Corrosion Detection Used on PA Bridge

MONDAY, JULY 29, 2019

Announced last week, a historic Pennsylvania bridge will be the first in the U.S. to use an electrically isolated tendon system (EIT), which helps to detect corrosion on post-tension tendons.

The Coplay-Northampton Bridge—a 1930s era bridge between Lehigh and Northampton counties—was selected by the Federal Highway Administration and the Pennsylvania Department of Transportation, through a project search to find where the EIT could best be tested.

Lehigh University’s Department of Civil and Environmental Engineering and Dywidag Systems International plan to monitor the EIT’s effectiveness throughout the project. The technology has already been used in Europe.

About the Technology

While EIT technology can be used to monitor breaches in a corrosion protection system, it can also be used for quality control during construction.

By using the EIT to record electrical impedance measurements (the measure of opposition that a circuit presents to current when voltage is applied), condition of ducts can be monitored throughout the life of the steel.

The process also allows for the monitoring of the tendons’ conditions as well, without ever having to tamper with the structure itself. This is achieved by pulling an electrical terminal out of the anchorage to measure impedance.

The technology has reportedly already been demoed on the project and caused minimal changes to current construction practices.

“The use of the demo EIT technology did not have an adverse effect on the project schedule or budget,” said Larry Franko, project manager with Pennoni Associates, which is also the construction manager and inspector for the bridge replacement. “I predict in the future this technology should be considered for every pre-stressed and post-tensioned project.”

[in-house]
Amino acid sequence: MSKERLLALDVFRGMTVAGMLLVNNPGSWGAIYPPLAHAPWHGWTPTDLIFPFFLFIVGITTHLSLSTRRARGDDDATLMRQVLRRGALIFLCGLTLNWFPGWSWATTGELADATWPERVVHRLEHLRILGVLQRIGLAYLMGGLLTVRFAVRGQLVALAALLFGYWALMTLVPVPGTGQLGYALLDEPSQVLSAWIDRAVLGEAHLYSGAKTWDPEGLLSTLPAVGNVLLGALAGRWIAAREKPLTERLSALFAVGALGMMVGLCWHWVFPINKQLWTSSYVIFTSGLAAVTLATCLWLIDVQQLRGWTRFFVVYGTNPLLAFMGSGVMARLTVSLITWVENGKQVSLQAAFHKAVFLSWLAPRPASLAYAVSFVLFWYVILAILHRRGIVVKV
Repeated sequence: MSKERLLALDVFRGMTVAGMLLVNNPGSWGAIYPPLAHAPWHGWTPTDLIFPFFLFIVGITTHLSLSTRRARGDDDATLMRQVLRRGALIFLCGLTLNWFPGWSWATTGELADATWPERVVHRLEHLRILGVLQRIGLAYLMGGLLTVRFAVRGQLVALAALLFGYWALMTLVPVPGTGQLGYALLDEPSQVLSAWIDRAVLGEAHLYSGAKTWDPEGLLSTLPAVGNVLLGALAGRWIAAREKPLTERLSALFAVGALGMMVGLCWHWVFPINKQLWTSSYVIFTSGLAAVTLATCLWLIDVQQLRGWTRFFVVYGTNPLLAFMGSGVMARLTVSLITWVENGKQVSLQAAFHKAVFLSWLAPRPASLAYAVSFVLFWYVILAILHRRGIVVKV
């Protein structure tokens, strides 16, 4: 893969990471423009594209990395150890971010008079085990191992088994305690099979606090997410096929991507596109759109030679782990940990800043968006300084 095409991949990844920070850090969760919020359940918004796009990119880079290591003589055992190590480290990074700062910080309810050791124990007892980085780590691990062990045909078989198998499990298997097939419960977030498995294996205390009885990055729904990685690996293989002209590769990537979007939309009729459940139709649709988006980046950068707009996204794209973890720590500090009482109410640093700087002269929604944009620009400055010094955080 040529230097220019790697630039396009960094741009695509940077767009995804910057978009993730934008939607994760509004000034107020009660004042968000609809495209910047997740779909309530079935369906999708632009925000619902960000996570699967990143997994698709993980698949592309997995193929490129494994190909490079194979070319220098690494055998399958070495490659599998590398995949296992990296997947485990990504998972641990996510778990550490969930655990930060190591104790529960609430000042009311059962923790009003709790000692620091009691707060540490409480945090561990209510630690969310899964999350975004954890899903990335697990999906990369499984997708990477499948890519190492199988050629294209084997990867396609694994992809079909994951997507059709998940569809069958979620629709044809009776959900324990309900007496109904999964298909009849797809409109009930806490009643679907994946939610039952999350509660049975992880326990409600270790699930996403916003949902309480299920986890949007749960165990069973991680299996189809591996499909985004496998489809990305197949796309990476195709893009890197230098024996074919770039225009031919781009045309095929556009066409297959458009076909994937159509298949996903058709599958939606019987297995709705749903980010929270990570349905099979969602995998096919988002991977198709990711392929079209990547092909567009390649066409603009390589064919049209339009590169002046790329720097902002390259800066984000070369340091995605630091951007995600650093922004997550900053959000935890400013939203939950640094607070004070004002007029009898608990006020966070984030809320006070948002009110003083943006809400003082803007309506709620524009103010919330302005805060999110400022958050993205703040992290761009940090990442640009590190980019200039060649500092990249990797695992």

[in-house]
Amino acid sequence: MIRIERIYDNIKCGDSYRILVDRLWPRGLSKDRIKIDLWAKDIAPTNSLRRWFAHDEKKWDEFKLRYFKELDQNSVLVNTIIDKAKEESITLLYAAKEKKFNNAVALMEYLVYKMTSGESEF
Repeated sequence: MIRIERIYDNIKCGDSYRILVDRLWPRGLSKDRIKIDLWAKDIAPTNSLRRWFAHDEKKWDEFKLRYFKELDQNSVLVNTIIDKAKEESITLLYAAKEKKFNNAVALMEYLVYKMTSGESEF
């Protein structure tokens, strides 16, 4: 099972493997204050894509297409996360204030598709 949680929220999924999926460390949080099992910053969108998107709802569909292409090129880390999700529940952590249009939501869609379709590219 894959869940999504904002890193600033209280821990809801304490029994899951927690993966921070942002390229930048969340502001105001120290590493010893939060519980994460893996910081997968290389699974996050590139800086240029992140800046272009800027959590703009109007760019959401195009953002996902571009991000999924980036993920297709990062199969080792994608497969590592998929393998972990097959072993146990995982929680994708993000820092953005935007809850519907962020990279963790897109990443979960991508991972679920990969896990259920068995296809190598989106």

About the Bridge

Also known as the Chestnut Street Bridge, the structure was built in 1930 by Whitaker and Diehl (Harrisburg, Pennsylvania). As described by Historic Bridges, the bridge design features a concrete open spandrel deck arch with fixed and approach spans. The main span is 214 feet long, while the structure reaches 1,124 feet.

In total, the bridge encompasses three main spans and four approach spans, in addition to a 1,032-foot-long viaduct that consists of three reinforced-concrete deck girders, three open spandrel arches and a steel Parker thru truss.

The bridge was rehabilitated in 1958 and 1998.

The Project

According to Northeast Prestressed Products (Pottsville, Pennsylvania), the project is slated to cost $33.5 million and be completed sometime in 2020. (Work on the demolition and rebuilding of the bridge already kicked off in 2017.)

NPP will be providing the prestressed beams for the project; AECOM will serve as the project’s architect and engineer; and Trumball Corporation is serving as the contractor.

Once completed, the new structure will include a three-span continuous bridge with pre-stressed bulb tee girders and four splices along the span. Totaling five girder lines, each line will be post-tensioned and grouted with four tendons per line. A composite cast-in-place concrete deck may also be added.


Tagged categories: Bridges; Construction; Corrosion; Corrosion protection; Demolition; Department of Transportation (DOT); EIT Technology; Federal Highway Administration (FHWA); Infrastructure; Infrastructure; NA; North America; Program/Project Management; Technology

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